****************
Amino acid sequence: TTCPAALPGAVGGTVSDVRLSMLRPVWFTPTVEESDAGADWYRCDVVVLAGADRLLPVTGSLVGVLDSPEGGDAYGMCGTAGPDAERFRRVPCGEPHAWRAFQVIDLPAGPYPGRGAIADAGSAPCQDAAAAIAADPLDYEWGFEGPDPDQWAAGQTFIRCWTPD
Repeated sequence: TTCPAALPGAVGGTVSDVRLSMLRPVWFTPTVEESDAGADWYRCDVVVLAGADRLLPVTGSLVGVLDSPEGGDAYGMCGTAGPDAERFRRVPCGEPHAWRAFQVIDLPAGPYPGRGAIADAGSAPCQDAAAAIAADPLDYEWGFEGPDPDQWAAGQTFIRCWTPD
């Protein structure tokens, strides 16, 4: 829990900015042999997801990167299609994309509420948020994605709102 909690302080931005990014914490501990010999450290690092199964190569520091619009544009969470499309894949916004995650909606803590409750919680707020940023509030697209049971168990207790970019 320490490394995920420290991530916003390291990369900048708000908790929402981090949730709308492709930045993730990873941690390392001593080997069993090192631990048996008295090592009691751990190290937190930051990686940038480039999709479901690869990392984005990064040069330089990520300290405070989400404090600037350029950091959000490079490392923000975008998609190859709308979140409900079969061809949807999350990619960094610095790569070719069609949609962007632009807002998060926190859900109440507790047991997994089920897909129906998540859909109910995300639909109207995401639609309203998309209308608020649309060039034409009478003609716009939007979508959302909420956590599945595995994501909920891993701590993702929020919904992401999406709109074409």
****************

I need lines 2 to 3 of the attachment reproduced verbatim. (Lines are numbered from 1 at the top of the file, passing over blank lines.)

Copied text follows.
Repeated sequence: TTCPAALPGAVGGTVSDVRLSMLRPVWFTPTVEESDAGADWYRCDVVVLAGADRLLPVTGSLVGVLDSPEGGDAYGMCGTAGPDAERFRRVPCGEPHAWRAFQVIDLPAGPYPGRGAIADAGSAPCQDAAAAIAADPLDYEWGFEGPDPDQWAAGQTFIRCWTPD
């Protein structure tokens, strides 16, 4: 829990900015042999997801990167299609994309509420948020994605709102 909690302080931005990014914490501990010999450290690092199964190569520091619009544009969470499309894949916004995650909606803590409750919680707020940023509030697209049971168990207790970019 320490490394995920420290991530916003390291990369900048708000908790929402981090949730709308492709930045993730990873941690390392001593080997069993090192631990048996008295090592009691751990190290937190930051990686940038480039999709479901690869990392984005990064040069330089990520300290405070989400404090600037350029950091959000490079490392923000975008998609190859709308979140409900079969061809949807999350990619960094610095790569070719069609949609962007632009807002998060926190859900109440507790047991997994089920897909129906998540859909109910995300639909109207995401639609309203998309209308608020649309060039034409009478003609716009939007979508959302909420956590599945595995994501909920891993701590993702929020919904992401999406709109074409």